The recent YouTube video “Innocence of Muslims,” which portrayed the Muslim prophet Mohammed as a drunken womanizer and potential pedophile, has brought to light severe rifts not only between Western and Eastern cultures but also between governments. Almost two weeks ago, Pakistani Railways Minister Ghulam Ahmad Bilour publicly offered $100,000 to anyone who killed the maker of the video, Nakoula Basseley Nakoula. “I invite the Taliban brothers and the al-Qaeda brothers to join me in this blessed mission,” Bilour declared.
Although the prime minister of Pakistan distanced his government from the bounty of his errant minister, the credibility of our ally in this situation had already been entirely undermined by government-sanctioned anti-U.S. protests — under the guise of Love for the Prophet Day — that resulted in 15 deaths. Unfortunately, this irresponsible and inflammatory response to the act of one individual cannot be characterized as an exception to an otherwise healthy alliance; rather, it is entirely demonstrative of Pakistan’s unremitting disregard for the welfare of its citizens, as well as the standards by which the United States continues to funnel billions of dollars in foreign aid.
Since 9/11, the United States has supplied Pakistan with approximately $29 billion in foreign aid, and the Obama administration has applied for another $2.2 billion for 2013; 56 percent of which is allotted for military assistance. The process of delivering and ensuring proper use of foreign aid is infamously complex, but Pakistan poses a particular problem as it is a weak and fragile democracy plagued by excessive corruption and poor spending oversight. As a result, some U.S. lawmakers have estimated that at least a third of all foreign aid to Pakistan has been misspent or wasted by the Pakistani government.
Further complicating the issue is the power politics system in the country, with the Inter-Services Intelligence, Pakistan’s version of the CIA, wielding significant influence in government decisions, including whether to actively combat terrorist organizations such as the Haqqani network in Northwest Pakistan. The U.S. government has suspected the ISI of either supporting these terrorist networks or at least letting them flourish unmolested by Pakistani forces, a violation of the aid requirement that it has “demonstrated a sustained commitment to and is making significant efforts towards combating terrorist groups.” These requirements, outlined in the Enhanced Partnership with Pakistan Act of 2009, include overt references to military and intelligence agency support to terrorist networks, another telling sign of Pakistan’s two-faced version of diplomacy. U.S. suspicions were rightfully augmented by the discovery of Osama bin Laden’s well-guarded compound in Abbottabad.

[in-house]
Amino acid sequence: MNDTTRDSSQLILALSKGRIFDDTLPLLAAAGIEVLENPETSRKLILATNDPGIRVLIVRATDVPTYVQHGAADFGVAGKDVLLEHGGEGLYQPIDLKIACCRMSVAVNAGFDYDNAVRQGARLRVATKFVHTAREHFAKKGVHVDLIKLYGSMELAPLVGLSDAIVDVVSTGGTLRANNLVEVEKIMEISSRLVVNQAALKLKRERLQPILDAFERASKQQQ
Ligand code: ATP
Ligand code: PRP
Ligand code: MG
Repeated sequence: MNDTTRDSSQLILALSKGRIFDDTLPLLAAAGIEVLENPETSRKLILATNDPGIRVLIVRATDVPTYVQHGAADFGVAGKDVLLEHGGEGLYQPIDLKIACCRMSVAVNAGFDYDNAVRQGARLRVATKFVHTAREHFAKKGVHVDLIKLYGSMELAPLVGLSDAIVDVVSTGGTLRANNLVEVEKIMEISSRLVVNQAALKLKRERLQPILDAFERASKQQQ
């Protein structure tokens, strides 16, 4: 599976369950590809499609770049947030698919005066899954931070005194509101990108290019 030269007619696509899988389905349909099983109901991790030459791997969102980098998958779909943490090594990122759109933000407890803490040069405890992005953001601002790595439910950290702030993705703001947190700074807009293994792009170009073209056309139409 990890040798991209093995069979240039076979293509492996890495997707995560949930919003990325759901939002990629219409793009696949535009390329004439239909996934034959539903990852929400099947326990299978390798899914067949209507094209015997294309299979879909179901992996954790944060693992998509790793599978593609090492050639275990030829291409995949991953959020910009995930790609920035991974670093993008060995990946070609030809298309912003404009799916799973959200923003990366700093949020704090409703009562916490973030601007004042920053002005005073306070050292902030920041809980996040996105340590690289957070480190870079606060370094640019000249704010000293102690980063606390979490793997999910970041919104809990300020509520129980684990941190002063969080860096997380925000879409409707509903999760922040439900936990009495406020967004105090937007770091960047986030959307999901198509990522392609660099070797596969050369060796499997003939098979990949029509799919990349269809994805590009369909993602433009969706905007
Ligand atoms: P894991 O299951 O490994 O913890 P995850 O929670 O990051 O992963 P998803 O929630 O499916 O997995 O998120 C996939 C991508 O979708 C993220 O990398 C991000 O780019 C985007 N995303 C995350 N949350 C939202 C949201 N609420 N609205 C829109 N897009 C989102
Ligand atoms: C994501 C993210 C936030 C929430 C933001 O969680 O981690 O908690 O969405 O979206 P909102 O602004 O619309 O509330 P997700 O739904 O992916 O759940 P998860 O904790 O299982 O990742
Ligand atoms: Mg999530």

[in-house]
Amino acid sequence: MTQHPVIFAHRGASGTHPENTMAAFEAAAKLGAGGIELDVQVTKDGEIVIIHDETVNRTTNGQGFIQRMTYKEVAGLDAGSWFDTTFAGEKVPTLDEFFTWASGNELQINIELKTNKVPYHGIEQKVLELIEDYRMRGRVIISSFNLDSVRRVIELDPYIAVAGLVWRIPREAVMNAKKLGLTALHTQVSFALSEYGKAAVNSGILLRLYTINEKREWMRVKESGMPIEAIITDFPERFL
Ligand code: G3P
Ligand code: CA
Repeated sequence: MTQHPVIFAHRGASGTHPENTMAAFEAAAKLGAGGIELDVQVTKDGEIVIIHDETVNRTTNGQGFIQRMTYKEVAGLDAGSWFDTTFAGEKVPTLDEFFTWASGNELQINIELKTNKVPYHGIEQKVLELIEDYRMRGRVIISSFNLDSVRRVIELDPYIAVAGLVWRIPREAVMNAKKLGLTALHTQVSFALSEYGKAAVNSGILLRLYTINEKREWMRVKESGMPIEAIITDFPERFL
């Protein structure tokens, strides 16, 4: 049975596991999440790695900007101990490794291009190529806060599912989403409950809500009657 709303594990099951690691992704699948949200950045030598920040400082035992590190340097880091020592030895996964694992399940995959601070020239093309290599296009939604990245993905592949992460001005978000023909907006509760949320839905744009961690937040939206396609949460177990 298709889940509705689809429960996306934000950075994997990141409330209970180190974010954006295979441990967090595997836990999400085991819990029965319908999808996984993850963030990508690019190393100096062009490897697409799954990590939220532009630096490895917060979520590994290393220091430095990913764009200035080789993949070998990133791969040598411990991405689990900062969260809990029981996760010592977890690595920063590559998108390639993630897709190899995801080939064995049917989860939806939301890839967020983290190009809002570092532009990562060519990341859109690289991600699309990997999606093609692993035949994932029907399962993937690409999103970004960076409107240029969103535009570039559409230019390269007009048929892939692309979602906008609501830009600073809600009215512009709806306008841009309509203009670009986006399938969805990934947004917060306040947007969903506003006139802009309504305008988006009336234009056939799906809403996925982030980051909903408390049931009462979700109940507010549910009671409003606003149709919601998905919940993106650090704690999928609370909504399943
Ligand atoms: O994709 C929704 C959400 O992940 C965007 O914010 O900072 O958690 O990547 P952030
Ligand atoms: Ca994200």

The nature of U.S.-Pakistan relations is complicated, and the solution to this problem is not as simple as immediately cutting off all foreign aid to the country. Pakistan is, after all, an Islamic republic, and it would be naive for us to expect full cooperation, particularly considering unauthorized U.S. drone strikes in the country that cause civilian casualties and the ongoing threat of terrorism within Pakistan by the Haqqani network. Though not particularly secure, Pakistan is still a sovereign state with national interests that frequently conflict with our own, causing our alliance to be uniquely tenuous.
It is the U.S. government’s prerogative to recognize Pakistan’s hesitancy to commit to the standards of foreign aid we have modified and attempted to enforce for years. Instead of using idle threats, the Obama administration should hold Pakistan accountable for its choices and abuses of foreign aid and begin cutting its military assistance by at least 50 percent over the next five years if no progress is made. Our alliance may suffer, but the American people deserve those billions of dollars far more than the ISI.
A version of this article appeared in the Thursday, Oct. 4 print edition. Sameer Jaywant is a contributing columnist. Email him at firstname.lastname@example.org.
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